When a social historian seeks to identify a sign of our times, I reckon it will be the mobile phone. Walking in a London thoroughfare, it seems one person in three is on the phone and, unlike New York, we do not walk in actual lanes, so as often as not you have to weave out of the way. Few train journeys are spared the discomfort of some loudmouth on his mobile or her mobile . A few years ago the consequences of the users’ brain damage, if they have one, seemed to have limited use, but nowadays we have the even more bizarre entity of the person speaking loudly to himself, wired up, with a look of unbearable self-importance on his face.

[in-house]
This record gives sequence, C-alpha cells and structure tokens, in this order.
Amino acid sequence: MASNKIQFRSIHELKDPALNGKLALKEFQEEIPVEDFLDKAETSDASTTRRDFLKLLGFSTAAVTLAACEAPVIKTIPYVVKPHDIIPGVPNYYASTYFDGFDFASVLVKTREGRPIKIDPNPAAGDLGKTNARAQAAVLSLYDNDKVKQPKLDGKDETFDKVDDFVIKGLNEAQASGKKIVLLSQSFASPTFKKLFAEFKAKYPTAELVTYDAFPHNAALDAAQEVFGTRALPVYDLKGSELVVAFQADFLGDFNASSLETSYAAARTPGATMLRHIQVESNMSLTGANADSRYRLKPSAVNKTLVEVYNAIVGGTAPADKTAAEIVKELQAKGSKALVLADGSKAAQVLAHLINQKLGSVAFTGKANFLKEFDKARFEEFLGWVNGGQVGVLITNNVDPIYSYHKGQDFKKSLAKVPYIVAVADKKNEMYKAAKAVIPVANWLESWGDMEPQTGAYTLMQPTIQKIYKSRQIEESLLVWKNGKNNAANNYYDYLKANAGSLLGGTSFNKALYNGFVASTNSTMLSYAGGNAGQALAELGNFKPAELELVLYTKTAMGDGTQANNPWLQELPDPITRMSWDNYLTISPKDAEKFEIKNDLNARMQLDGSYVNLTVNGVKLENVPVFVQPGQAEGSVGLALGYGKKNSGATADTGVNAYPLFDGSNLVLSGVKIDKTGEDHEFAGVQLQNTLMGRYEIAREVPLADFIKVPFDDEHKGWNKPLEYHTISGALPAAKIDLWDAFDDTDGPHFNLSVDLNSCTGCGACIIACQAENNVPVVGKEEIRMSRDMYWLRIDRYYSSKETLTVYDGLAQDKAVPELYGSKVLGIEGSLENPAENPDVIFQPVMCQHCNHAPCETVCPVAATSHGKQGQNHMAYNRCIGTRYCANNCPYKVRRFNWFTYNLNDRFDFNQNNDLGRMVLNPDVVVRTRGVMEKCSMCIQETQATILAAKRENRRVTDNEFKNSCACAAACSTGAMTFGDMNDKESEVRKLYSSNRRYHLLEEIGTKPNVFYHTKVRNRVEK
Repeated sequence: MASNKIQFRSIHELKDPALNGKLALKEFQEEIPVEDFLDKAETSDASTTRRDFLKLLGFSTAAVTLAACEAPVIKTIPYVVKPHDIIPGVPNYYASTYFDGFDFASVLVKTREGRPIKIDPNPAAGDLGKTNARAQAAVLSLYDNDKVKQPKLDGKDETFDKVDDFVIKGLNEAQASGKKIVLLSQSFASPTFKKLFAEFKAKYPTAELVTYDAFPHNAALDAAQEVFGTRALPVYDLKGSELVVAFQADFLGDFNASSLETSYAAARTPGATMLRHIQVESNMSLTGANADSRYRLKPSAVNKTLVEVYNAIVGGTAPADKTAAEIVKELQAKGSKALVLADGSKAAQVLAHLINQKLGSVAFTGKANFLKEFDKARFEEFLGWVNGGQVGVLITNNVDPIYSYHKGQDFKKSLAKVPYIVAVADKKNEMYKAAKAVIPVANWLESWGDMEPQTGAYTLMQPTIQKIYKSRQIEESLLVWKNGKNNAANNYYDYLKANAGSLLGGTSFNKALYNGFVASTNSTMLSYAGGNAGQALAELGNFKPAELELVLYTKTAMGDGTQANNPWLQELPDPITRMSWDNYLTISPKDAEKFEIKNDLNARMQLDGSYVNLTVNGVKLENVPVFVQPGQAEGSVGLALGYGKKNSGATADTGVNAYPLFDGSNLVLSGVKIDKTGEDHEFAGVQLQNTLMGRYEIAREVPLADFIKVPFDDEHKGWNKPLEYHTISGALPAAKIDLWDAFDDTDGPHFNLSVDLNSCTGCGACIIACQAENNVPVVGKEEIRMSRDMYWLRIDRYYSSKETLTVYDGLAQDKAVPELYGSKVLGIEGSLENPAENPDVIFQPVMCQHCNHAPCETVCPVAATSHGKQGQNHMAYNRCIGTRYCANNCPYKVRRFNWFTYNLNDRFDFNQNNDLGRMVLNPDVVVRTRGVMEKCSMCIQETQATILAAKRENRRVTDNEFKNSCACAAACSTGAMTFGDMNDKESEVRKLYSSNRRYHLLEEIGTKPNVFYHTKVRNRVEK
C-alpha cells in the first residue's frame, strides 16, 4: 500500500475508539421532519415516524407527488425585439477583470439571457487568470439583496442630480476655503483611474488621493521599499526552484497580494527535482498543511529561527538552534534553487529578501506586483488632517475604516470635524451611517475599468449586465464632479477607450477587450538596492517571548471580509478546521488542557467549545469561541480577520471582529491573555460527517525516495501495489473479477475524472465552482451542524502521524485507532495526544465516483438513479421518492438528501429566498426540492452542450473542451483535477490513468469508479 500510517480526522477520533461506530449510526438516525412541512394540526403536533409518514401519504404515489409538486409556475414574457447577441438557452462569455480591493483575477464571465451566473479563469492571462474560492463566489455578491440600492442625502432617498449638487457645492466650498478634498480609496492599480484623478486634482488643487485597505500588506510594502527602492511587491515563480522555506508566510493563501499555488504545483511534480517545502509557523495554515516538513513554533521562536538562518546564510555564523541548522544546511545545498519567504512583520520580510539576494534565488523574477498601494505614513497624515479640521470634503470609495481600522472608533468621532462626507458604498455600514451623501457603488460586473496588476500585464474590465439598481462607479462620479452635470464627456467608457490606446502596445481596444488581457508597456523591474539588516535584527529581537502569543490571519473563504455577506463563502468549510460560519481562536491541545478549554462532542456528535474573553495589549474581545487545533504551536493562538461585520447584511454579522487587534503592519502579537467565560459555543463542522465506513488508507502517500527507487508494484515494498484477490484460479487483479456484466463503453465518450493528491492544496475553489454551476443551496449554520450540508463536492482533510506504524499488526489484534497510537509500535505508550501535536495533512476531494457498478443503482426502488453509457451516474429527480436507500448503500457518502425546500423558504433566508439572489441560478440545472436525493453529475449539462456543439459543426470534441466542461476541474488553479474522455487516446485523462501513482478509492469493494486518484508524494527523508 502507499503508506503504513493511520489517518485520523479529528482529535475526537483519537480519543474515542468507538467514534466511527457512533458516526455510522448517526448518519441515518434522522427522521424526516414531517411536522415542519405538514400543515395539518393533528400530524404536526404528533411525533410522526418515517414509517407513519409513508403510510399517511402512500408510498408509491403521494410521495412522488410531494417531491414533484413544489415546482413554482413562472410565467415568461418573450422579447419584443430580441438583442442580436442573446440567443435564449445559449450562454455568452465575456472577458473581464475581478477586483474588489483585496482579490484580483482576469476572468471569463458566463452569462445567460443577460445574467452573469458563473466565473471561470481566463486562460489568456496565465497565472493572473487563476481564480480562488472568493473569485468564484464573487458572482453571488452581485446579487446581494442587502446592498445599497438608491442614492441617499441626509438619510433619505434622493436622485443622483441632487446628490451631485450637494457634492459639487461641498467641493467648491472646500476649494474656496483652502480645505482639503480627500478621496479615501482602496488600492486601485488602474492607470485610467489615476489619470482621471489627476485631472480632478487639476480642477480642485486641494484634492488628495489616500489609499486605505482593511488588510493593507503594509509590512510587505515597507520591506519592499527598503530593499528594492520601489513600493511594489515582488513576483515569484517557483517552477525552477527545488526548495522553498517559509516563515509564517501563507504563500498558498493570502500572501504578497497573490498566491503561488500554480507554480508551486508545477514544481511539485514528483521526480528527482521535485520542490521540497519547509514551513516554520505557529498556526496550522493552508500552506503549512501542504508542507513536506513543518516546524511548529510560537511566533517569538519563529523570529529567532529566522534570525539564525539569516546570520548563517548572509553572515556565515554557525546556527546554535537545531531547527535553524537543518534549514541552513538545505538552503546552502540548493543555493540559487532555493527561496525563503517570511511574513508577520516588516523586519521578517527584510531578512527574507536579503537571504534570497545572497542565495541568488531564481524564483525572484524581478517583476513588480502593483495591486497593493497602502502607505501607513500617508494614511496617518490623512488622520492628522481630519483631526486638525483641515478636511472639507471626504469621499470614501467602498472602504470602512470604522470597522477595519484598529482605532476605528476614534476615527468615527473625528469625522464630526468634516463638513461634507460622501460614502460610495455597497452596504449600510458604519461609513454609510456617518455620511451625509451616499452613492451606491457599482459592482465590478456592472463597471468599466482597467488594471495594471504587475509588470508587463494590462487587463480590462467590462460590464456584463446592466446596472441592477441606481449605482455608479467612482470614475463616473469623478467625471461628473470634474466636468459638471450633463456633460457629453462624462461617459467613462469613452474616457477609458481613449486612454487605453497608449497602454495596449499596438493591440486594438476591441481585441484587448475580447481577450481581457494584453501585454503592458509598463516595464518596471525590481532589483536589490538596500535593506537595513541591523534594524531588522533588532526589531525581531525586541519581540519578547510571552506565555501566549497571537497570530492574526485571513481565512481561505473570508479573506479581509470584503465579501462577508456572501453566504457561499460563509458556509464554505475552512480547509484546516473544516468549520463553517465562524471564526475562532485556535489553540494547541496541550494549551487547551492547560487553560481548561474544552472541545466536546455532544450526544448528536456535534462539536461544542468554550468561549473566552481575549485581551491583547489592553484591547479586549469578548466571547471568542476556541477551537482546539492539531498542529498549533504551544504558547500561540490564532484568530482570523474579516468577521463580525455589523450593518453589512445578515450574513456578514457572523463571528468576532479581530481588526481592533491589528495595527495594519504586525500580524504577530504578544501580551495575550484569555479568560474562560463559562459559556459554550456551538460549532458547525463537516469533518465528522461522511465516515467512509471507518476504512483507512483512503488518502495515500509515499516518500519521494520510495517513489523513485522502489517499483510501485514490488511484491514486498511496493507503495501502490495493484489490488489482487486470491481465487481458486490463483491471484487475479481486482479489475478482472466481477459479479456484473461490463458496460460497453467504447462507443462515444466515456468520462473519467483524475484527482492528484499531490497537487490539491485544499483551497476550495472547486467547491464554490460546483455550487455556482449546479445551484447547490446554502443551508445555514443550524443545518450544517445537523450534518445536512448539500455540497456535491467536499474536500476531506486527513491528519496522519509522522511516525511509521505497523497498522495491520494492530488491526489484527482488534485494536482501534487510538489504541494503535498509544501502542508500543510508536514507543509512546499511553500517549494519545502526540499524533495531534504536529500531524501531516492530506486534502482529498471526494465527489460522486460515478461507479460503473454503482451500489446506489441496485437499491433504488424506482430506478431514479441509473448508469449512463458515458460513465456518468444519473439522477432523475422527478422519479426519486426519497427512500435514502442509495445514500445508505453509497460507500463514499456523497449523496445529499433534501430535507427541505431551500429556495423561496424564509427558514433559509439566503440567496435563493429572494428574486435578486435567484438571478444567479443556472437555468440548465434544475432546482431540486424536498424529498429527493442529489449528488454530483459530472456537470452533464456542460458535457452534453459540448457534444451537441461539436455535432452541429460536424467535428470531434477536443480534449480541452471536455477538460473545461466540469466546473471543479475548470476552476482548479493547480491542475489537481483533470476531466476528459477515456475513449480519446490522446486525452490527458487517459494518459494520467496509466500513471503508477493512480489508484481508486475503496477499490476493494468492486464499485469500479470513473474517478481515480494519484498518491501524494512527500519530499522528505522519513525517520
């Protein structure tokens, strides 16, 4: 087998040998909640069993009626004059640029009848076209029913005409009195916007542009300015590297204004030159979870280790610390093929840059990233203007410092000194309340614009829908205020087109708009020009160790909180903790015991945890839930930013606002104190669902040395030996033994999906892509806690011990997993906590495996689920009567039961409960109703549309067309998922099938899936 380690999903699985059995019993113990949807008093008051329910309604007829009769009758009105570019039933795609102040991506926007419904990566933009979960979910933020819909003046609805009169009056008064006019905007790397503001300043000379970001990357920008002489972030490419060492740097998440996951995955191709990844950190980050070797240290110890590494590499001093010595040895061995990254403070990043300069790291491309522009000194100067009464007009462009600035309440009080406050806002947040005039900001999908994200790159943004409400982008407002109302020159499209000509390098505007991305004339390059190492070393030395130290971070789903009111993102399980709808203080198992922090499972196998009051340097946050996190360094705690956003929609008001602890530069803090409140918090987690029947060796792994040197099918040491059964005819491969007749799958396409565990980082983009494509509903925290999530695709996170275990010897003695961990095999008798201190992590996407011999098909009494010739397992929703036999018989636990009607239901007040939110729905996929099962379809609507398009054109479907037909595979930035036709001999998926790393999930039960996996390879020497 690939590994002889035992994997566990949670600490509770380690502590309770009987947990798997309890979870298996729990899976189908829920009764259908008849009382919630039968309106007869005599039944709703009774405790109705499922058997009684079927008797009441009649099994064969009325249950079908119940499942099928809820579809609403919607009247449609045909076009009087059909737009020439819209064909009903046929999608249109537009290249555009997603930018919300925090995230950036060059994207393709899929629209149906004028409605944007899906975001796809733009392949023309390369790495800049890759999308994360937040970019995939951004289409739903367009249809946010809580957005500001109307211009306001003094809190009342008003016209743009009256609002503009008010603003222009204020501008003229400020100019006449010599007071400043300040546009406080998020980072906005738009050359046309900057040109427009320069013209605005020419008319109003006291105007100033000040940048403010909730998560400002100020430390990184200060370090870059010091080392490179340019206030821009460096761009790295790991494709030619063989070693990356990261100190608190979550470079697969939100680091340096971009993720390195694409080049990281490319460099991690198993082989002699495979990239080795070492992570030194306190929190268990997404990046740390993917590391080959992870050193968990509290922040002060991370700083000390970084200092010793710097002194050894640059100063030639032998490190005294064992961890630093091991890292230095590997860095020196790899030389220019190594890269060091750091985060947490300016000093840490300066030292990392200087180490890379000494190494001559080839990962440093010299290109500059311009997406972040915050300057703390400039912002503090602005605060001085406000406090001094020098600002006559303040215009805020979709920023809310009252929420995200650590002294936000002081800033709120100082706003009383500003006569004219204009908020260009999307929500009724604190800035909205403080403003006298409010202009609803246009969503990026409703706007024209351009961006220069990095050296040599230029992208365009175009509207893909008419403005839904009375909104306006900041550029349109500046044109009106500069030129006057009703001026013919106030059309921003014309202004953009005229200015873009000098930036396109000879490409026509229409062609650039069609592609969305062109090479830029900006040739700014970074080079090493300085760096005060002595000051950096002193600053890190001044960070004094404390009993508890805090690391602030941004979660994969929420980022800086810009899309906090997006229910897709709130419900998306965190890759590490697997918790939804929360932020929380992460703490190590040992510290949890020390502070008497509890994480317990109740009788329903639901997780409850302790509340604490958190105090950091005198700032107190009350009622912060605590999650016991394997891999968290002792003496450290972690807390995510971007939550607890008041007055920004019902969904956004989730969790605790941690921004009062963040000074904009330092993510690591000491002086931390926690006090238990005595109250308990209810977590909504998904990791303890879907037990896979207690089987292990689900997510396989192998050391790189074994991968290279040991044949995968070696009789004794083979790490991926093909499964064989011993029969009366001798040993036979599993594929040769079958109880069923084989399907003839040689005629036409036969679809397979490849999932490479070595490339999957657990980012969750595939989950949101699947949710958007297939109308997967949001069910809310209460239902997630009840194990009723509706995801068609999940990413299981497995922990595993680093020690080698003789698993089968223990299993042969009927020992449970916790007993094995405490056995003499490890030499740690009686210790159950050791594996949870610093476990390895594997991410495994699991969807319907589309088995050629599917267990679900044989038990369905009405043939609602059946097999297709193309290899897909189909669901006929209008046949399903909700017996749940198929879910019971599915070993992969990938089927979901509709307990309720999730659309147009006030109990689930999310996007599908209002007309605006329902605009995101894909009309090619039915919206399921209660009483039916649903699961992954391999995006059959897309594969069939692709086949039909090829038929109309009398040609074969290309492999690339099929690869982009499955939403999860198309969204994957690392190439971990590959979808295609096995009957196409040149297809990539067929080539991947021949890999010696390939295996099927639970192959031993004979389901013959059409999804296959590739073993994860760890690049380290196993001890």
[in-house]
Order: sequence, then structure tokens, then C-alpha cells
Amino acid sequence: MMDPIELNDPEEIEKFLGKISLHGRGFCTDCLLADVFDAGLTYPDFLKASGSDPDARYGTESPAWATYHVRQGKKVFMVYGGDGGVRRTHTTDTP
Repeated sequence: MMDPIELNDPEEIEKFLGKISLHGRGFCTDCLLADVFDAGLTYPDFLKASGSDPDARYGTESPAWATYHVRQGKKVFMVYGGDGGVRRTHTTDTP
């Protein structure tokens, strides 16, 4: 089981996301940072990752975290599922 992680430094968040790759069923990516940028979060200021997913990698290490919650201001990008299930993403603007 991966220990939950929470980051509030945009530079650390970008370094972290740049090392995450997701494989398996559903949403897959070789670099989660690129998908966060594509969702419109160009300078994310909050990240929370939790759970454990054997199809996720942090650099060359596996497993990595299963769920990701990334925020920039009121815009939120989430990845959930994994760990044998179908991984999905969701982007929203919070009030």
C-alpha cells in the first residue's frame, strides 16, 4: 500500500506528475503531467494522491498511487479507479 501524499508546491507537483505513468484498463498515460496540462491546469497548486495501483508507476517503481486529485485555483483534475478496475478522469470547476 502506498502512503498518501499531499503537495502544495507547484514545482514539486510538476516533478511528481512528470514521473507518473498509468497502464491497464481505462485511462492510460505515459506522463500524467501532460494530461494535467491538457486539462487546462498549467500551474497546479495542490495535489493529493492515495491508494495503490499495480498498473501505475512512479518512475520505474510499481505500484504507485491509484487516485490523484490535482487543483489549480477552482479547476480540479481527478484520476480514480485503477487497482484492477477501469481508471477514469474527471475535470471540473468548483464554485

There was a time, and it was not long ago, that people could function commercially and socially without reliance on their mobile and in my opinion it was a more peaceful and sensible one.